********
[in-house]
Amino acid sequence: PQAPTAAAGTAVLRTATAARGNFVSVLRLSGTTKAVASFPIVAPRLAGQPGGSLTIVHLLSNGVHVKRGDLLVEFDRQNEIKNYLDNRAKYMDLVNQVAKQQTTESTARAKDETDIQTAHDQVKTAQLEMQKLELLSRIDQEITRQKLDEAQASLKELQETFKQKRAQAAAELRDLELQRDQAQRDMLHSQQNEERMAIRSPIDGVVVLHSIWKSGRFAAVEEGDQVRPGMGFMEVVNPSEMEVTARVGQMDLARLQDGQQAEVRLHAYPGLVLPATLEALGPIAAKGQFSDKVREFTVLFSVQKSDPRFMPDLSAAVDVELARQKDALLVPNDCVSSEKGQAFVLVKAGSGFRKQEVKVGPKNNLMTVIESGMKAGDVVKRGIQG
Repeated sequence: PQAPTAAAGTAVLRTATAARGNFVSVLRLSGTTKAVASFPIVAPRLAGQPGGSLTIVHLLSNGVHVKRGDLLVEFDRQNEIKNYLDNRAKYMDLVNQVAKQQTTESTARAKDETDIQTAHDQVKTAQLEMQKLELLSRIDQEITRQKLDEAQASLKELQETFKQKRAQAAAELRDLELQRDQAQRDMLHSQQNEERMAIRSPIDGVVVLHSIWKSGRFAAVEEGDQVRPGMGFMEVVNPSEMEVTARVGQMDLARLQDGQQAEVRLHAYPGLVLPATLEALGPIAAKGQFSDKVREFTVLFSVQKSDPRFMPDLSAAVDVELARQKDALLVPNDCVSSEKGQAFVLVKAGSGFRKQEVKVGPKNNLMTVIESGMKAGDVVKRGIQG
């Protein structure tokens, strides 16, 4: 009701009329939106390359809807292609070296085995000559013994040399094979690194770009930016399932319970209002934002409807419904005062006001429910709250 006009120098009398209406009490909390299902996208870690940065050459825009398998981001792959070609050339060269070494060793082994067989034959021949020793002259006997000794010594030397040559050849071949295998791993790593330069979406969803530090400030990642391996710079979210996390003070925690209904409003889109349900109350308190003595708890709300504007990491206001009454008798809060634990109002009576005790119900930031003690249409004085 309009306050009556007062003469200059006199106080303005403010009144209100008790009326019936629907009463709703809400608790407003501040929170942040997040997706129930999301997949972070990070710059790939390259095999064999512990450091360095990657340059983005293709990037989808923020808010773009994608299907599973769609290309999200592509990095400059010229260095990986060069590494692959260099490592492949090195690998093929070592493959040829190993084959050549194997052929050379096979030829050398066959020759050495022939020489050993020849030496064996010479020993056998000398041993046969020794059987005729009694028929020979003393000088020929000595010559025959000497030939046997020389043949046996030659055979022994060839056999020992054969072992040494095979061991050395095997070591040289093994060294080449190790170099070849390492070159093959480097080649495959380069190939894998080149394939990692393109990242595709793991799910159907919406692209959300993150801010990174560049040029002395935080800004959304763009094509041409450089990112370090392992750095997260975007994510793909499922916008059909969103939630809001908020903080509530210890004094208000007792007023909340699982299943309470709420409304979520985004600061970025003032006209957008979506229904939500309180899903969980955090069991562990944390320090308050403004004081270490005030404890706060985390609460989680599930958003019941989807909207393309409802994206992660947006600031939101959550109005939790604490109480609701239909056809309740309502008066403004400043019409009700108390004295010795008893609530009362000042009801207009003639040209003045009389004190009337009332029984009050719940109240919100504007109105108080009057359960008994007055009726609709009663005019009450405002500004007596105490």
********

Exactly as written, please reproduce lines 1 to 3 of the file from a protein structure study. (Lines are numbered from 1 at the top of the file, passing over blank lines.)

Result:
[in-house]
Amino acid sequence: PQAPTAAAGTAVLRTATAARGNFVSVLRLSGTTKAVASFPIVAPRLAGQPGGSLTIVHLLSNGVHVKRGDLLVEFDRQNEIKNYLDNRAKYMDLVNQVAKQQTTESTARAKDETDIQTAHDQVKTAQLEMQKLELLSRIDQEITRQKLDEAQASLKELQETFKQKRAQAAAELRDLELQRDQAQRDMLHSQQNEERMAIRSPIDGVVVLHSIWKSGRFAAVEEGDQVRPGMGFMEVVNPSEMEVTARVGQMDLARLQDGQQAEVRLHAYPGLVLPATLEALGPIAAKGQFSDKVREFTVLFSVQKSDPRFMPDLSAAVDVELARQKDALLVPNDCVSSEKGQAFVLVKAGSGFRKQEVKVGPKNNLMTVIESGMKAGDVVKRGIQG
Repeated sequence: PQAPTAAAGTAVLRTATAARGNFVSVLRLSGTTKAVASFPIVAPRLAGQPGGSLTIVHLLSNGVHVKRGDLLVEFDRQNEIKNYLDNRAKYMDLVNQVAKQQTTESTARAKDETDIQTAHDQVKTAQLEMQKLELLSRIDQEITRQKLDEAQASLKELQETFKQKRAQAAAELRDLELQRDQAQRDMLHSQQNEERMAIRSPIDGVVVLHSIWKSGRFAAVEEGDQVRPGMGFMEVVNPSEMEVTARVGQMDLARLQDGQQAEVRLHAYPGLVLPATLEALGPIAAKGQFSDKVREFTVLFSVQKSDPRFMPDLSAAVDVELARQKDALLVPNDCVSSEKGQAFVLVKAGSGFRKQEVKVGPKNNLMTVIESGMKAGDVVKRGIQG